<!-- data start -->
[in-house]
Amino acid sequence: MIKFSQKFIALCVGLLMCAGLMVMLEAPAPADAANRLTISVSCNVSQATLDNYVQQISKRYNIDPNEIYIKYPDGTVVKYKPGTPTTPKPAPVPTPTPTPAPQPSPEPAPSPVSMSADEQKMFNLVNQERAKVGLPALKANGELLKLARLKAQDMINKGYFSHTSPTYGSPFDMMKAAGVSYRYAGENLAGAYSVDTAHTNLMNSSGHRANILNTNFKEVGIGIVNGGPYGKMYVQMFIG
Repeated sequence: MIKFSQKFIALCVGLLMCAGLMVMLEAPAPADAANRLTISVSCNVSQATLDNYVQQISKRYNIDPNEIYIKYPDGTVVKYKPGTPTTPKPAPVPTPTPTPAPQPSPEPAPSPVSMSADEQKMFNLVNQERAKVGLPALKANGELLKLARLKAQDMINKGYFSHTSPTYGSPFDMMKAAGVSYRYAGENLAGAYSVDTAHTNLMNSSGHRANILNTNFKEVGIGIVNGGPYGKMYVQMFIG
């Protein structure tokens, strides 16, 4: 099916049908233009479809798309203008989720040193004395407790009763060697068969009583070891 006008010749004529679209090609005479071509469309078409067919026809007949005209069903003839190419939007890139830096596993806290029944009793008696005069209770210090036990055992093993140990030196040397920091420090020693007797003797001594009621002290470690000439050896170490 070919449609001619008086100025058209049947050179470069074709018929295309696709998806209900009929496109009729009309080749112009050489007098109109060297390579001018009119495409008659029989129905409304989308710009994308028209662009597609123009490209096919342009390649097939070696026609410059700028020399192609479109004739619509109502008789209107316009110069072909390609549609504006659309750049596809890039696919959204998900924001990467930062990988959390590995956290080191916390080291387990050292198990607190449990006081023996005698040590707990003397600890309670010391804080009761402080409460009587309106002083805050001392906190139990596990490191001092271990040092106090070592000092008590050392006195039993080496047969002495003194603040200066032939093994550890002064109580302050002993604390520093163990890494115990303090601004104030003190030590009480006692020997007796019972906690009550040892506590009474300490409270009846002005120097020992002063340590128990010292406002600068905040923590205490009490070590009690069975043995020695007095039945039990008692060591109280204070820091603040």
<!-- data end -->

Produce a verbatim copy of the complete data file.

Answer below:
[in-house]
Amino acid sequence: MIKFSQKFIALCVGLLMCAGLMVMLEAPAPADAANRLTISVSCNVSQATLDNYVQQISKRYNIDPNEIYIKYPDGTVVKYKPGTPTTPKPAPVPTPTPTPAPQPSPEPAPSPVSMSADEQKMFNLVNQERAKVGLPALKANGELLKLARLKAQDMINKGYFSHTSPTYGSPFDMMKAAGVSYRYAGENLAGAYSVDTAHTNLMNSSGHRANILNTNFKEVGIGIVNGGPYGKMYVQMFIG
Repeated sequence: MIKFSQKFIALCVGLLMCAGLMVMLEAPAPADAANRLTISVSCNVSQATLDNYVQQISKRYNIDPNEIYIKYPDGTVVKYKPGTPTTPKPAPVPTPTPTPAPQPSPEPAPSPVSMSADEQKMFNLVNQERAKVGLPALKANGELLKLARLKAQDMINKGYFSHTSPTYGSPFDMMKAAGVSYRYAGENLAGAYSVDTAHTNLMNSSGHRANILNTNFKEVGIGIVNGGPYGKMYVQMFIG
């Protein structure tokens, strides 16, 4: 099916049908233009479809798309203008989720040193004395407790009763060697068969009583070891 006008010749004529679209090609005479071509469309078409067919026809007949005209069903003839190419939007890139830096596993806290029944009793008696005069209770210090036990055992093993140990030196040397920091420090020693007797003797001594009621002290470690000439050896170490 070919449609001619008086100025058209049947050179470069074709018929295309696709998806209900009929496109009729009309080749112009050489007098109109060297390579001018009119495409008659029989129905409304989308710009994308028209662009597609123009490209096919342009390649097939070696026609410059700028020399192609479109004739619509109502008789209107316009110069072909390609549609504006659309750049596809890039696919959204998900924001990467930062990988959390590995956290080191916390080291387990050292198990607190449990006081023996005698040590707990003397600890309670010391804080009761402080409460009587309106002083805050001392906190139990596990490191001092271990040092106090070592000092008590050392006195039993080496047969002495003194603040200066032939093994550890002064109580302050002993604390520093163990890494115990303090601004104030003190030590009480006692020997007796019972906690009550040892506590009474300490409270009846002005120097020992002063340590128990010292406002600068905040923590205490009490070590009690069975043995020695007095039945039990008692060591109280204070820091603040």